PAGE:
The NRA promotes its Second Amendment-absolutist views to children as young as kindergarteners.
Essays on "What the Second Amendment Means To You" can win $1,000 prizes for kids in grades K-12.
Gun-control advocates warn of indoctrination through these and other youth-focused NRA programs.
For the National Rifle Association, no American is too young to join in their absolutist defense of the Second Amendment — and that includes kindergarteners.
As the NRA corruption trial began in Manhattan this month, the gun-rights lobby started accepting submissions from children grades K-12 for its 2024 "What the Second Amendment Means To You" youth essay contest.
The annual contest encourages children to engage in "scholarly research on the Second Amendment as well as reflect on how the Second Amendment and other Constitutional rights affect their daily lives," as the gun lobby described it in a 2016 blog post.
Leaving aside the oddness of asking the youngest of grade schoolers how the constitutional right to bear arms affects them personally, the contest raises alarms for gun-control advocates.
Gun violence was the No. 1 cause of death for US children in 2021, according to data from the Centers for Disease Control and Prevention. So there's something almost macabre in enlisting children in the NRA mission to restrict gun control, said Kris Brown, the president of the gun-safety group Brady.
"Eight kids a day are killed or injured by guns in the home," said Brown, calling that grim statistic "uniquely American."
"It's very dangerous for younger Americans to be indoctrinated with the viewpoint that the Second Amendment allows every American to lawfully possess a firearm," she said.
The NRA pushes the absolutist idea that gun regulation is unconstitutional and has successfully opposed bans on assault-style weapons, government-funded gun violence research, and even modest proposals for tighter background checks and limits on "bump stock" devices and silencers.
"They're selling a lie, and it's a very dangerous lie," Brown added. "They are selling it to your kids, and they don't care if it's killing them."
As a Manhattan judge presides over the civil corruption trial of the gun lobby and its outgoing CEO, Wayne LaPierre, a panel of NRA judges is now reading through hundreds of 2023 essay contest entries from the next generation of gun-rights advocates.
Winners in the K-8 "Junior" category and 9-12 "Senior" categories will be awarded $1,000 when judging ends later this year, with lower cash prizes for runners-up, according to the NRA's website.
An NRA representative declined to comment on the contest, held every year since the late 1990s.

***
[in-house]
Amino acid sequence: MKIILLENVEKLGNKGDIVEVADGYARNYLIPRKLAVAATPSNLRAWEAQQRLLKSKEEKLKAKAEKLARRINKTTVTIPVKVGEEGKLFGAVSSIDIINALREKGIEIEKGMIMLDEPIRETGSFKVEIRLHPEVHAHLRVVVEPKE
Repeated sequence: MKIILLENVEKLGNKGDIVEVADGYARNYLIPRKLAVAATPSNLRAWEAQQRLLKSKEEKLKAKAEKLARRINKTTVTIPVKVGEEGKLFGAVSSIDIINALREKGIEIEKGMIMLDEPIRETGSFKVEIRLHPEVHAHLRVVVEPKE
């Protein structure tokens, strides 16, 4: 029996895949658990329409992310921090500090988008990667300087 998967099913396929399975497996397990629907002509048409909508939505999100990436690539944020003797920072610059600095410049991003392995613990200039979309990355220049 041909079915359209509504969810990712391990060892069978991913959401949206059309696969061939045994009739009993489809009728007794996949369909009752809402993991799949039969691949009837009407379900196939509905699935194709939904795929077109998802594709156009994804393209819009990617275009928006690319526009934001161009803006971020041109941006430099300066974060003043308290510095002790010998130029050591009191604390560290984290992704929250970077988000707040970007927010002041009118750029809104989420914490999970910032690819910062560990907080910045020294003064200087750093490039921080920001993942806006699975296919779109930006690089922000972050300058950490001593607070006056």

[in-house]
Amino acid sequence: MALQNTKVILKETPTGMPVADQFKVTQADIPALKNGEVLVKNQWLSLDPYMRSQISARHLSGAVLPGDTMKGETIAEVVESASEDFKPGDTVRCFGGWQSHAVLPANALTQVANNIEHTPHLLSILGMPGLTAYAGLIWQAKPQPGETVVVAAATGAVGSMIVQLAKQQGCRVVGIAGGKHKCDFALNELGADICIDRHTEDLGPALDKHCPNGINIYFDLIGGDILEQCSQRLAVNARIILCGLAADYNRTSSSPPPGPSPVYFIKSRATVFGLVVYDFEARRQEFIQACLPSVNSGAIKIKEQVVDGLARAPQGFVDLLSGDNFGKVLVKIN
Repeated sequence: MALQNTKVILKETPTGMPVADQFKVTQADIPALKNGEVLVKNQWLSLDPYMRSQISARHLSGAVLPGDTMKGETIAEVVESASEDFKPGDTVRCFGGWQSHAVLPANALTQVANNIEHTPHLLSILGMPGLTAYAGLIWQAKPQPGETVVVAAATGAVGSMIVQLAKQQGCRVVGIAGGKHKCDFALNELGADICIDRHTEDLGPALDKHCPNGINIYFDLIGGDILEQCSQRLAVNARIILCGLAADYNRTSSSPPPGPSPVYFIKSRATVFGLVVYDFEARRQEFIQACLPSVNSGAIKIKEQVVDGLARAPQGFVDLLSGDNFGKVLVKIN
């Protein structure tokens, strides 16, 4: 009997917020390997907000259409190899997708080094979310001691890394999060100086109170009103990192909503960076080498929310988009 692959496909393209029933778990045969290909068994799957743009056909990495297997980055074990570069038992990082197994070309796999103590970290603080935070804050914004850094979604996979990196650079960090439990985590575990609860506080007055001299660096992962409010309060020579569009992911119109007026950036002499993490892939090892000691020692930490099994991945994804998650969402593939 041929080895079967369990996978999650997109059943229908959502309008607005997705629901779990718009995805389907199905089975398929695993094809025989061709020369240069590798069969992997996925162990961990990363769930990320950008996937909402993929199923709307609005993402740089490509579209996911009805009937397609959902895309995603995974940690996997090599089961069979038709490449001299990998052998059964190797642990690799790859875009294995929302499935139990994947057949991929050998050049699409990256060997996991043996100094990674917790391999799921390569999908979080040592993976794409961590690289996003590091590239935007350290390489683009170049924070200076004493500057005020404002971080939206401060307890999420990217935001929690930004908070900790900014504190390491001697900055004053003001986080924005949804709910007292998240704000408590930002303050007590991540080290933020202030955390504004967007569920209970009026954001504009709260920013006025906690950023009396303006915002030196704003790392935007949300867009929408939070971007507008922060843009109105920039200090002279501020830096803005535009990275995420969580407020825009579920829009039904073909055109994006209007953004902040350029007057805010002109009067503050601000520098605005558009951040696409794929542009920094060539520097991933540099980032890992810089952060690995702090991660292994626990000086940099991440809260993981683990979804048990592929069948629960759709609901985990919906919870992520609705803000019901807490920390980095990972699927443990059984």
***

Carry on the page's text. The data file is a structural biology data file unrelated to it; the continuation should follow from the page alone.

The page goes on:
The winning essays are not published, though excerpts from the two top prize winners from 2015 were included in the 2016 blog post.
"I may hunt, target practice, and some day conceal carry because of the leaders that fought for this right in the past," the first-prize-winning essay from the K-8 category said.
"In a world where things happen in an instant and danger is always lurking, the firearm provides the individual with an added measure of security," the blog post said, quoting from the winning essay in the Senior category for the 2015 contest, written by a girl from Miami.
Defense of the Second Amendment is a core mission for the NRA. In opening statements in the New York corruption trial, the defense lawyer Sarah B. Rogers told jurors, "The NRA is the largest and probably the most successful constitutional-rights advocacy organization in the country."
New York's attorney general, Letitia James, has taken the NRA, LaPierre, and two other long-standing executives to trial in Manhattan in a case scrutinizing lavish spending at the nonprofit. The trial is expected to last through mid-February.
The NRA, LaPierre, and his fellow executives have said that any questionable spending has been reimbursed; LaPierre has further argued through his defense team that his spending, including on chartered plane travel, represented justifiable work expenses.
The NRA offers other contests and scholarships for children.
The group sponsors cash prizes of up to $1,000 for children in first through 12th grade who create artwork portraying "any North American game bird or animal that may be legally hunted or trapped."
High schoolers can apply for an all-expense-paid summer Youth Education Summit in Washington, DC.
The gun lobby also offers free training programs through an online education course in several states; the New Mexico and Alabama program takes kids 10 and up. In Texas and Kentucky, it's 9 and up.
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